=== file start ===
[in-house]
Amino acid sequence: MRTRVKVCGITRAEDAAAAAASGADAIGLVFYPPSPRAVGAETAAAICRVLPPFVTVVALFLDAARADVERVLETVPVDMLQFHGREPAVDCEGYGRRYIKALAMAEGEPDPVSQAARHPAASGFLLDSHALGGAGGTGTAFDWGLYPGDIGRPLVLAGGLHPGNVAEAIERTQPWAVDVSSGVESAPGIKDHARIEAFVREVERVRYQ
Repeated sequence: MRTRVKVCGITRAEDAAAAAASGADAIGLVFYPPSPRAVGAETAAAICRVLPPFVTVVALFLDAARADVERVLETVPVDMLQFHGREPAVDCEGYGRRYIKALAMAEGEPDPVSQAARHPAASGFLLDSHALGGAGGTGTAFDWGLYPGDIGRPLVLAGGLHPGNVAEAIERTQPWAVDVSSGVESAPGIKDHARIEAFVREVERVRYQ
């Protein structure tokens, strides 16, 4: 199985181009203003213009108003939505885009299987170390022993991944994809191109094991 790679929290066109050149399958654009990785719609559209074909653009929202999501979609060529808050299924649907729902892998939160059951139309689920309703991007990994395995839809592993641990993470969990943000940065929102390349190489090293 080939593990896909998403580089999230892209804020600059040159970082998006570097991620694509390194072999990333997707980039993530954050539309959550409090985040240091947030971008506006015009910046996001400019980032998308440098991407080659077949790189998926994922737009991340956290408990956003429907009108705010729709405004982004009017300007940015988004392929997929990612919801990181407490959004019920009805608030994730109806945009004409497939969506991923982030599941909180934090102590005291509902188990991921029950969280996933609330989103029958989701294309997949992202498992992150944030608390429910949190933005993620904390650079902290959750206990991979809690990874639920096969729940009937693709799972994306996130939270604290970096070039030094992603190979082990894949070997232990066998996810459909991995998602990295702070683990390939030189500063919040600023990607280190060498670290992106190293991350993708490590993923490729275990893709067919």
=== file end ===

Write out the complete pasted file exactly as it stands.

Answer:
[in-house]
Amino acid sequence: MRTRVKVCGITRAEDAAAAAASGADAIGLVFYPPSPRAVGAETAAAICRVLPPFVTVVALFLDAARADVERVLETVPVDMLQFHGREPAVDCEGYGRRYIKALAMAEGEPDPVSQAARHPAASGFLLDSHALGGAGGTGTAFDWGLYPGDIGRPLVLAGGLHPGNVAEAIERTQPWAVDVSSGVESAPGIKDHARIEAFVREVERVRYQ
Repeated sequence: MRTRVKVCGITRAEDAAAAAASGADAIGLVFYPPSPRAVGAETAAAICRVLPPFVTVVALFLDAARADVERVLETVPVDMLQFHGREPAVDCEGYGRRYIKALAMAEGEPDPVSQAARHPAASGFLLDSHALGGAGGTGTAFDWGLYPGDIGRPLVLAGGLHPGNVAEAIERTQPWAVDVSSGVESAPGIKDHARIEAFVREVERVRYQ
């Protein structure tokens, strides 16, 4: 199985181009203003213009108003939505885009299987170390022993991944994809191109094991 790679929290066109050149399958654009990785719609559209074909653009929202999501979609060529808050299924649907729902892998939160059951139309689920309703991007990994395995839809592993641990993470969990943000940065929102390349190489090293 080939593990896909998403580089999230892209804020600059040159970082998006570097991620694509390194072999990333997707980039993530954050539309959550409090985040240091947030971008506006015009910046996001400019980032998308440098991407080659077949790189998926994922737009991340956290408990956003429907009108705010729709405004982004009017300007940015988004392929997929990612919801990181407490959004019920009805608030994730109806945009004409497939969506991923982030599941909180934090102590005291509902188990991921029950969280996933609330989103029958989701294309997949992202498992992150944030608390429910949190933005993620904390650079902290959750206990991979809690990874639920096969729940009937693709799972994306996130939270604290970096070039030094992603190979082990894949070997232990066998996810459909991995998602990295702070683990390939030189500063919040600023990607280190060498670290992106190293991350993708490590993923490729275990893709067919």